Request for information about Operation Burnham
Section 6(c) can potentially apply to prevent prejudice to the conduct of an inquiry under the Inquiries Act—however, blanket refusal was not justified—basic and uncontested factual material could be provided—section 6(c) applied where questions sought to interrogate someone on an issue which may lead to subsequent questions of liability—likelihood of public debate and administrative concerns not reasons for withholding under section 6(c)—investigation discontinued after remaining information at issue made subject to an order under section 15(1)(a) of the Inquiries Act
A participant in the Government Inquiry into Operation Burnham and related matters asked the New Zealand Defence Force (NZDF) for answers to a number of specific questions. The NZDF refused to answer any of the questions under section 6(c) of the OIA, on the basis that it would be likely to prejudice the conduct of the inquiry. The requester complained to the Ombudsman.
The Chief Ombudsman notified the NZDF of the complaint, and made some initial comments cautioning against a blanket application of the OIA’s grounds for refusal. He referred to Justice Collins’ comments in the High Court, in Kelsey v Minister of Trade, that making a decision on an official information request requires that each piece of the requested information be assessed against the criteria for withholding.
In this case, there seemed to have been a blanket application of section 6(c) in order to refuse the requests. There did not appear to have been an analysis of each piece of information against the criteria for withholding. Section 6(c) may have justified the refusal of some questions, but each piece of information had to be considered.
The Chief Ombudsman then provided comments on section 6(c), generally, and in relation to the inquiry.
Section 6(c) generally
Section 6(c) provides good reason to withhold official information where release would be likely ‘to prejudice the maintenance of the law, including the prevention, investigation, and detection of offences, and the right to a fair trial’.
This section usually applies to the investigations of more traditional law enforcement bodies, such as the New Zealand Police. However, successive Ombudsmen have found that it can also protect the ability of regulatory agencies to maintain the law. In this context, its main purpose is to ensure that criminal conduct is properly investigated, dealt with, and brought through the justice system. Naturally, information relating to the investigation of an offence where charges have not yet been laid, the details of an informant, or the details of criminal investigative technique will usually give rise to concerns under section 6(c). It may also apply as matters are going through the courts, to ensure the relevant parties have a right to a fair trial.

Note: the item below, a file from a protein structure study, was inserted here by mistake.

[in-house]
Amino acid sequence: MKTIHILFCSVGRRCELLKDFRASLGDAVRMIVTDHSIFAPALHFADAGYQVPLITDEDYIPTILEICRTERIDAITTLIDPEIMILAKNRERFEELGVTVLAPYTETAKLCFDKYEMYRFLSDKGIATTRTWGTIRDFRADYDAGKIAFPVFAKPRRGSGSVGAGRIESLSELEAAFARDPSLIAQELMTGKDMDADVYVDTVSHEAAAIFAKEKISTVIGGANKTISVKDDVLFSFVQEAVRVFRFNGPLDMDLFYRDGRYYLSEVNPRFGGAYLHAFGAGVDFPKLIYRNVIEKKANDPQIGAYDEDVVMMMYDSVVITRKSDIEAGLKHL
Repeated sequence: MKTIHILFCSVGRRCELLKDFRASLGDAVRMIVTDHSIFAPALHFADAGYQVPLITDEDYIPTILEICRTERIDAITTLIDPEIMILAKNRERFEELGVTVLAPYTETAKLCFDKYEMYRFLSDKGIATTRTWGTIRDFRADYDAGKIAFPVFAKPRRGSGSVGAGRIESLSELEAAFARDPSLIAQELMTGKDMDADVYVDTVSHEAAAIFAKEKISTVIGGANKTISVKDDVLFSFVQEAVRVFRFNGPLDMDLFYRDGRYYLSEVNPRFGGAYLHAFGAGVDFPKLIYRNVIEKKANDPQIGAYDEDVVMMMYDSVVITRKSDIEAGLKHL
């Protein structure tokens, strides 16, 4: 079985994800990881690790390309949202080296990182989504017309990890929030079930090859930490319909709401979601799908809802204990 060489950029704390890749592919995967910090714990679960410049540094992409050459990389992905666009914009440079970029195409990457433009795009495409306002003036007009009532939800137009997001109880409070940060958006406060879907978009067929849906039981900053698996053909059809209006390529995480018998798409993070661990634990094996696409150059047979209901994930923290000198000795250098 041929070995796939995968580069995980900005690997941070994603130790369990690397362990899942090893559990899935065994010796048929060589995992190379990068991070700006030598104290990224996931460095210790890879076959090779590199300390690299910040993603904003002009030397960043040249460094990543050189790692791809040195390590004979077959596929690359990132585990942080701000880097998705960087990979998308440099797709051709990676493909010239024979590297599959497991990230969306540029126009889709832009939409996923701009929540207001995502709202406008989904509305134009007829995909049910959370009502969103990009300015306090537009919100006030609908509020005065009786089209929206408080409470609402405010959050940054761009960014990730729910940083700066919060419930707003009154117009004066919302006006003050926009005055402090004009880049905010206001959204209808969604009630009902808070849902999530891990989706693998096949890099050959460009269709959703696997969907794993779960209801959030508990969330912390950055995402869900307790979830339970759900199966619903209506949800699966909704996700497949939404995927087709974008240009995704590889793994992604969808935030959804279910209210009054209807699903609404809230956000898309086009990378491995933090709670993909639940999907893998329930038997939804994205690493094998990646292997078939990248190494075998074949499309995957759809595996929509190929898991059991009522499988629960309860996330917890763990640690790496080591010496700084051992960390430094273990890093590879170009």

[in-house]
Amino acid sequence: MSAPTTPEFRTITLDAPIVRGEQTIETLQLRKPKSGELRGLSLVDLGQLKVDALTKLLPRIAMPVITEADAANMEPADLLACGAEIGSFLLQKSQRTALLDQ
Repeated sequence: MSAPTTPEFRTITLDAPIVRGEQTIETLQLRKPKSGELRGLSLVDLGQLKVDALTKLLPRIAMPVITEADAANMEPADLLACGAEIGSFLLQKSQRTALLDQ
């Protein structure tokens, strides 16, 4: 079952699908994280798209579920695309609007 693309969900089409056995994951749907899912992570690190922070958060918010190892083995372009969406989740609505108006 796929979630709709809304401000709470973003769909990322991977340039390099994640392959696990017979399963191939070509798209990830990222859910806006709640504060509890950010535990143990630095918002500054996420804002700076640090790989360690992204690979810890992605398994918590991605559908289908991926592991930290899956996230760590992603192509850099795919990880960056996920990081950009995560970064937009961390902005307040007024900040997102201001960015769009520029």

Section 6(c) is not generally applicable to administrative investigations, such as those undertaken by the Health and Disability Commissioner or the Commerce Commission. As the Law Commission has stated: 
The question is how far beyond the court process the maintenance of the law ground can extend. A number of agencies indicated that they use it to prevent prejudice to an inquiry or investigation which they are undertaking. The Education Review Office have used it in relation to reviews of schools which have been instigated in response to a complaint; the Commerce Commission in relation to investigations into a lenience application[…] We have doubts, which are shared by the Ombudsmen, about whether the ‘maintenance of the law’ ground is appropriate in such cases. Its wording does not readily accommodate this use.
The Chief Ombudsman agreed with the Law Commission that the primary purpose of section 6(c) is to protect the criminal justice system and the integrity of the courts. As it is a conclusive ground, not subject to the public interest test in section 9(1), the scope of section 6(c)’s application should not be expanded without cause.
Section 6(c) and inquiries
Ombudsmen in the past have accepted that prejudice to an inquiry can fit within section 6(c). This has arisen in the context of the Royal Commission into the Pike River Mine Tragedy (see case 301633), and Coronial inquiries or inquests. The use of section 6(c) was considered to be justified in these cases due the nature of the inquiry, the powers of each respective body and the subject matter being considered.